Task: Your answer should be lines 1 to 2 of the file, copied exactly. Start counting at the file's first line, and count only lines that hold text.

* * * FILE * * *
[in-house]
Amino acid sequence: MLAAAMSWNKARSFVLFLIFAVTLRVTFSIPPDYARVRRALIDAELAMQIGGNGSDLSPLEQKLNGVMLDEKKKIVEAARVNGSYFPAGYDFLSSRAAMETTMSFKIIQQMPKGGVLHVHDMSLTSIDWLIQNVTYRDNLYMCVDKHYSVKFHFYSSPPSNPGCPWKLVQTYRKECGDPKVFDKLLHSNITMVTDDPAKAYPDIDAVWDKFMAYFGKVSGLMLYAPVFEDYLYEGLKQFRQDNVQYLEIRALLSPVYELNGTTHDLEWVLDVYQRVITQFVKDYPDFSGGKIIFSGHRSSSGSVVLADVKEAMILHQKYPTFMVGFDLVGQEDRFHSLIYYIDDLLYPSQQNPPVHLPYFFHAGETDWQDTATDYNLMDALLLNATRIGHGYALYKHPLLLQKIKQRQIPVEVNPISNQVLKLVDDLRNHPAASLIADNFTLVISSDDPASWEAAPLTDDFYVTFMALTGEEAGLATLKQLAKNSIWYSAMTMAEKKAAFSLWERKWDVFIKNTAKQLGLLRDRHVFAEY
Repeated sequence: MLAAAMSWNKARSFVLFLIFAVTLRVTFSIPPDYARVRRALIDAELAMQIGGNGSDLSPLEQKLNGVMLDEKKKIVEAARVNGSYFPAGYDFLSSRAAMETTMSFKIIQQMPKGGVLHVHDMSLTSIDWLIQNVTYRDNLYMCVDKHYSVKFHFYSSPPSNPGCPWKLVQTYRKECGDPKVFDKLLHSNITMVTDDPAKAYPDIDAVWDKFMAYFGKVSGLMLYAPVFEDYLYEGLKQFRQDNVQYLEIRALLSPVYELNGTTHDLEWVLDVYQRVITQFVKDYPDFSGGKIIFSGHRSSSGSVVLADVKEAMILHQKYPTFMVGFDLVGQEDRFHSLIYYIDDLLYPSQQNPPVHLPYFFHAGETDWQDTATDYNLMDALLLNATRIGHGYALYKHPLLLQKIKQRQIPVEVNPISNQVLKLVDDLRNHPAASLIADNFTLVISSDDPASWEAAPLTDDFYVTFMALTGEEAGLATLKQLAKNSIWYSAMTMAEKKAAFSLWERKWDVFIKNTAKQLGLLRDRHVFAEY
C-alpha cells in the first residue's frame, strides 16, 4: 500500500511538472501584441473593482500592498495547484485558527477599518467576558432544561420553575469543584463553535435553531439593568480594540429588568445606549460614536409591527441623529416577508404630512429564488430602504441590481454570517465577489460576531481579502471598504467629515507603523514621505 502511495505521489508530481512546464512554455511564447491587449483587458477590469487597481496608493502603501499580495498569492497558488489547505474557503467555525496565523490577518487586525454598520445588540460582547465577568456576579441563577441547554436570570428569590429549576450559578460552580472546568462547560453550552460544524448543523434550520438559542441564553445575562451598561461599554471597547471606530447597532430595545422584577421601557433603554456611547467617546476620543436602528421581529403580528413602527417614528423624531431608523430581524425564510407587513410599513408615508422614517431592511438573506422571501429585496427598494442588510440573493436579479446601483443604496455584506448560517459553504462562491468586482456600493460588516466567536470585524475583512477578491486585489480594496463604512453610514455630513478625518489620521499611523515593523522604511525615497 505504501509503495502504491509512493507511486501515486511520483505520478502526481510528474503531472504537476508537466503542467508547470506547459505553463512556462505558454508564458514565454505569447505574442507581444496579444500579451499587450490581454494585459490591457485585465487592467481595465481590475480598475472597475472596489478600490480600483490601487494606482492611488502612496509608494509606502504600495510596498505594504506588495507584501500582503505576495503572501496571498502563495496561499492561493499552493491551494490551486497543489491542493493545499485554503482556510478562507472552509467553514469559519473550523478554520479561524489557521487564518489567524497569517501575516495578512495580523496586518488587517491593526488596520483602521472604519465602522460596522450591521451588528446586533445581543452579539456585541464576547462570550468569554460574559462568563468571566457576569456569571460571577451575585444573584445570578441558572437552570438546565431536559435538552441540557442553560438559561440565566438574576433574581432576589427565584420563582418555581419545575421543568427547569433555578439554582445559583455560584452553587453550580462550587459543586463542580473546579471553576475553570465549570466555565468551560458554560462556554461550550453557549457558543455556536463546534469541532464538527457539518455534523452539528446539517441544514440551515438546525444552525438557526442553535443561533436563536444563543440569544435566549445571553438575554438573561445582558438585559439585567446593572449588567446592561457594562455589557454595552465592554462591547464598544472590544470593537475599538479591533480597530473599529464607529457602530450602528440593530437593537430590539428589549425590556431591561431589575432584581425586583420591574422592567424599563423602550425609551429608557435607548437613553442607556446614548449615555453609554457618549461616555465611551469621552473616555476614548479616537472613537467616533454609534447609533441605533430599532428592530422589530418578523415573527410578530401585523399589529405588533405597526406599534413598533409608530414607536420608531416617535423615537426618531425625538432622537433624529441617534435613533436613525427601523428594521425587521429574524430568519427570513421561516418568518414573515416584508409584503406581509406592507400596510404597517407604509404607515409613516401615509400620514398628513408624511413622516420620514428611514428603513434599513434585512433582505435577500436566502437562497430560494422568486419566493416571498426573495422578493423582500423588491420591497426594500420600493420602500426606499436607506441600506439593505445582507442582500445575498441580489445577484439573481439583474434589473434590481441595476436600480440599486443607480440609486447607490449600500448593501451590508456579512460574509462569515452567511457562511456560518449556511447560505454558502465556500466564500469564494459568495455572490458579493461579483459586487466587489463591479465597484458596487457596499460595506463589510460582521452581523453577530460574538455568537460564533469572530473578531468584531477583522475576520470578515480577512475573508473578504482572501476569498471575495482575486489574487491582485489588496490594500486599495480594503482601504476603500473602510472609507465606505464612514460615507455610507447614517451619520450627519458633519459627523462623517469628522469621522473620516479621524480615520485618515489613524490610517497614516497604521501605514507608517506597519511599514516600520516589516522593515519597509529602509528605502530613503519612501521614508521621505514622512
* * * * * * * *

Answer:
[in-house]
Amino acid sequence: MLAAAMSWNKARSFVLFLIFAVTLRVTFSIPPDYARVRRALIDAELAMQIGGNGSDLSPLEQKLNGVMLDEKKKIVEAARVNGSYFPAGYDFLSSRAAMETTMSFKIIQQMPKGGVLHVHDMSLTSIDWLIQNVTYRDNLYMCVDKHYSVKFHFYSSPPSNPGCPWKLVQTYRKECGDPKVFDKLLHSNITMVTDDPAKAYPDIDAVWDKFMAYFGKVSGLMLYAPVFEDYLYEGLKQFRQDNVQYLEIRALLSPVYELNGTTHDLEWVLDVYQRVITQFVKDYPDFSGGKIIFSGHRSSSGSVVLADVKEAMILHQKYPTFMVGFDLVGQEDRFHSLIYYIDDLLYPSQQNPPVHLPYFFHAGETDWQDTATDYNLMDALLLNATRIGHGYALYKHPLLLQKIKQRQIPVEVNPISNQVLKLVDDLRNHPAASLIADNFTLVISSDDPASWEAAPLTDDFYVTFMALTGEEAGLATLKQLAKNSIWYSAMTMAEKKAAFSLWERKWDVFIKNTAKQLGLLRDRHVFAEY